Dental Management Editorial: Are Dental Associates or Hygienists More Profitable?

Dental Associates vs. Hygienists: Who’s More Profitable?

Examine the Bottom Line When Considering a Hygienist and/or Associate
Editorial by Jim Du Molin

Have you ever wondered what your real profit is on your hygienists or dental associates? Have you ever wondered whether a hygienist can be more profitable to you than an associate? If you have an extra operatory available, would it be more profitable to hire a dental associate or another hygienist?

In last week’s column, I explained how you can earn a profit of $493 per day from a hygienist who produces $962. How much would an associate have to produce to yield the same profit? Here again, the Comparative Value Analysis is helpful.

Comparative Value of One Day’s Production

Provider: — Hygienists — Associate
Mary Tim Goal Equiv.
(Commission) (Salary) (Per op)
Production $700 $700 $962 $1,176
Collections (96%) 672 672 924 1,129
Less…variable costs (9%) – 63 – 63 – 87 – 106
…commission (41%) – 288 n/a – 482
…salary n/a – 288 – 313 n/a
…employer taxes (10%) – 29 – 29 – 31 – 48
Profit $292 $292 $493 $493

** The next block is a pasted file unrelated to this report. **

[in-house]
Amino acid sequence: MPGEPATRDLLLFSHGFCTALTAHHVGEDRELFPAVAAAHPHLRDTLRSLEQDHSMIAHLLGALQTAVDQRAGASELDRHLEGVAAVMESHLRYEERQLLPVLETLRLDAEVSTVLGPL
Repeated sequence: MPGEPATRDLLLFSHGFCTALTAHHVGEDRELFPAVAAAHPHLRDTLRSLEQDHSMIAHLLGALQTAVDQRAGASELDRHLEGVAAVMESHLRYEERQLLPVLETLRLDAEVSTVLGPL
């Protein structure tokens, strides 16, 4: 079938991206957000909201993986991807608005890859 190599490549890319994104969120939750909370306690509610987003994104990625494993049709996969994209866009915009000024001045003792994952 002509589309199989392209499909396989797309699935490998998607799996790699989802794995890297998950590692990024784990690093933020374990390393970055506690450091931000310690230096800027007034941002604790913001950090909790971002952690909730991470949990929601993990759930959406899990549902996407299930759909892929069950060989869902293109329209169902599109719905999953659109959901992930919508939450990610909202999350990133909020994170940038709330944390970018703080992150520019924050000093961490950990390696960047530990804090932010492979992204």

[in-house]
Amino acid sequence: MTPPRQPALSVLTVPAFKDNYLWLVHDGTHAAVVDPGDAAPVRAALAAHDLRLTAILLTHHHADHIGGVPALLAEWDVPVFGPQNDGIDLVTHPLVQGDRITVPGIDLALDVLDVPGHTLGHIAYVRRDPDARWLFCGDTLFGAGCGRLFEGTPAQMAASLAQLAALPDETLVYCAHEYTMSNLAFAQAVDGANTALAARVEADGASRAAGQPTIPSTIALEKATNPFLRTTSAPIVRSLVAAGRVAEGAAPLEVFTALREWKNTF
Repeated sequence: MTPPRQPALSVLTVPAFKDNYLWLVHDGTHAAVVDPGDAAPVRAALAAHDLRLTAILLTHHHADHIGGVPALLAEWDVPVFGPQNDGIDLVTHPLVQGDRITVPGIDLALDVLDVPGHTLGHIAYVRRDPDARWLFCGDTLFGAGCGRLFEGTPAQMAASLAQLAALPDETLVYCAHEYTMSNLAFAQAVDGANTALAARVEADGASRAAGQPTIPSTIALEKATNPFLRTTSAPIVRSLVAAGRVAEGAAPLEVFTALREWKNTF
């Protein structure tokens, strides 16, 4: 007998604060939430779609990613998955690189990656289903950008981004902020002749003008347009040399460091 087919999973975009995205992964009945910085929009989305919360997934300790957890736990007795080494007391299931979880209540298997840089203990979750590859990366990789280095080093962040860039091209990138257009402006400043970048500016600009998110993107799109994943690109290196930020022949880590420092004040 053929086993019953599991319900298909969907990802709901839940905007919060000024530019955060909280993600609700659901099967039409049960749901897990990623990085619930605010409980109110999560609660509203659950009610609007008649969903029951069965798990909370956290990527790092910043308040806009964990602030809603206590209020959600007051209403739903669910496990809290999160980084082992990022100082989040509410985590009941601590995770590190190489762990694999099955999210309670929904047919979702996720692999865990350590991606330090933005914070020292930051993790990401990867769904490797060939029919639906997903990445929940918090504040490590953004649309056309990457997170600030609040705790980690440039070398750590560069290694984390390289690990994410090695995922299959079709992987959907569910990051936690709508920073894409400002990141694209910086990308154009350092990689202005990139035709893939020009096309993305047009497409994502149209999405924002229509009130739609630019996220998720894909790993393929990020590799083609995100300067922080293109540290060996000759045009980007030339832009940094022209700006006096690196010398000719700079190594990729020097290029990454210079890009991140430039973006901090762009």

Let’s assume that you would pay the dental associate 41% of his or her production. (In reality, we normally recommend that the associate be paid a percentage of his collections. However, we will keep things simple here.)

Further assume that the associate would pay his or her own lab fees and assistant, and that you would not have to add any front desk staff to handle the associate’s patients and scheduling.

Your net profit rate on the associate would be as follows:

Net Profit Rate on Associate

Collections 96%
Less: variable costs – 9%
Less: commission – 41%
Less: payroll taxes – 10%
Profit 36%

The associate would have to produce $1,176 per operatory used to give you the same profit as a hygienist. If the dental associate used two operatories, he or she would have to produce $2,352 per day to be as profitable as hygiene would be in those same operatories.

In our experience, it is easier to bring hygiene production up to $960 per day than it is to find a dental associate capable of consistently producing $1,176 in each operatory, or $2,352 in two operatories. Also, the associate must have a sufficient flow of patients to make this production level possible.

When structuring both hygiene and associate compensation, we advise that you compare what the hygienist or associate is earning on the relationship, compared to what the senior dentist is earning. The relative compensation levels should reflect a fair distribution based on the parties’ investments of time, energy, and financial risk.

For help in increasing hygiene production, a key element to increasing doctor profitability, contact J.P. Consultants or Advance Hygiene Concepts.

About Jim Du Molin

+Jim Du Molin is a leading Internet marketing expert for dentists in North America. He has helped hundreds of doctors make more money in their practices using his proven Internet marketing techniques.

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